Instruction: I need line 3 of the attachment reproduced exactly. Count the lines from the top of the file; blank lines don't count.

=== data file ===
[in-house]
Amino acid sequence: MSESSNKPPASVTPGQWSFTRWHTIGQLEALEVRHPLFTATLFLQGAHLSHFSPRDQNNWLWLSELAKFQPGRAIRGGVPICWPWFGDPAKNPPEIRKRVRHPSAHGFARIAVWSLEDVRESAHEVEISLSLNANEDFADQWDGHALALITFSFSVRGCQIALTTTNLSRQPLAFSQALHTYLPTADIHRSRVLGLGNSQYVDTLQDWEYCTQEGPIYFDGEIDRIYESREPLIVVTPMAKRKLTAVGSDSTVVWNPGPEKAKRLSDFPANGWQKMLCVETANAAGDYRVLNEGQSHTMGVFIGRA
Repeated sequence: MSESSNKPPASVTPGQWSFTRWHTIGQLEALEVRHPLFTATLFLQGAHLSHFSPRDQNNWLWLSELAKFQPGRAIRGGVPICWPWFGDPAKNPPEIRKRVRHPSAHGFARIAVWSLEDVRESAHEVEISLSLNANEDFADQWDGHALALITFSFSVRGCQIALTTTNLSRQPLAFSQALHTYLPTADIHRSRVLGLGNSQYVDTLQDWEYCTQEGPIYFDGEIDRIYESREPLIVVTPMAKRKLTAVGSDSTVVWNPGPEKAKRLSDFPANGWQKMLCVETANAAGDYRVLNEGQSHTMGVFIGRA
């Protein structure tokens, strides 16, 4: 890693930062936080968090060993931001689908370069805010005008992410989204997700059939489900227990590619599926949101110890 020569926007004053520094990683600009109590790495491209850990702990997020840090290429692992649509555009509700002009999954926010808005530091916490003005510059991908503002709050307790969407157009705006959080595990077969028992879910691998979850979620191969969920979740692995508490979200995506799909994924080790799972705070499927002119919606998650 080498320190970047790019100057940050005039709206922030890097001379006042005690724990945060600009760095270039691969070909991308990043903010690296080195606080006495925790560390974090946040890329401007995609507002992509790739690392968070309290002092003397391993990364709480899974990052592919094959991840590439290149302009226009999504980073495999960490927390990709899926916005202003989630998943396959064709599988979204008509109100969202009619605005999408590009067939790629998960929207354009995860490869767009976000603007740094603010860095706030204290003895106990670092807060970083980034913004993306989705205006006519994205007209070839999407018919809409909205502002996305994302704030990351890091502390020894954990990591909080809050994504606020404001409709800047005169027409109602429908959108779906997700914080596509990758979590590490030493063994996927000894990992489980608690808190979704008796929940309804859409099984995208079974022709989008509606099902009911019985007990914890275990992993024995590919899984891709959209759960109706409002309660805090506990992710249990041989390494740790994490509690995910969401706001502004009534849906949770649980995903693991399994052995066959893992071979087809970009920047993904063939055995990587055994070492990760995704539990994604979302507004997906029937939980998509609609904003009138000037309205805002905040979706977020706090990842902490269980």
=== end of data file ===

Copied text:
Repeated sequence: MSESSNKPPASVTPGQWSFTRWHTIGQLEALEVRHPLFTATLFLQGAHLSHFSPRDQNNWLWLSELAKFQPGRAIRGGVPICWPWFGDPAKNPPEIRKRVRHPSAHGFARIAVWSLEDVRESAHEVEISLSLNANEDFADQWDGHALALITFSFSVRGCQIALTTTNLSRQPLAFSQALHTYLPTADIHRSRVLGLGNSQYVDTLQDWEYCTQEGPIYFDGEIDRIYESREPLIVVTPMAKRKLTAVGSDSTVVWNPGPEKAKRLSDFPANGWQKMLCVETANAAGDYRVLNEGQSHTMGVFIGRA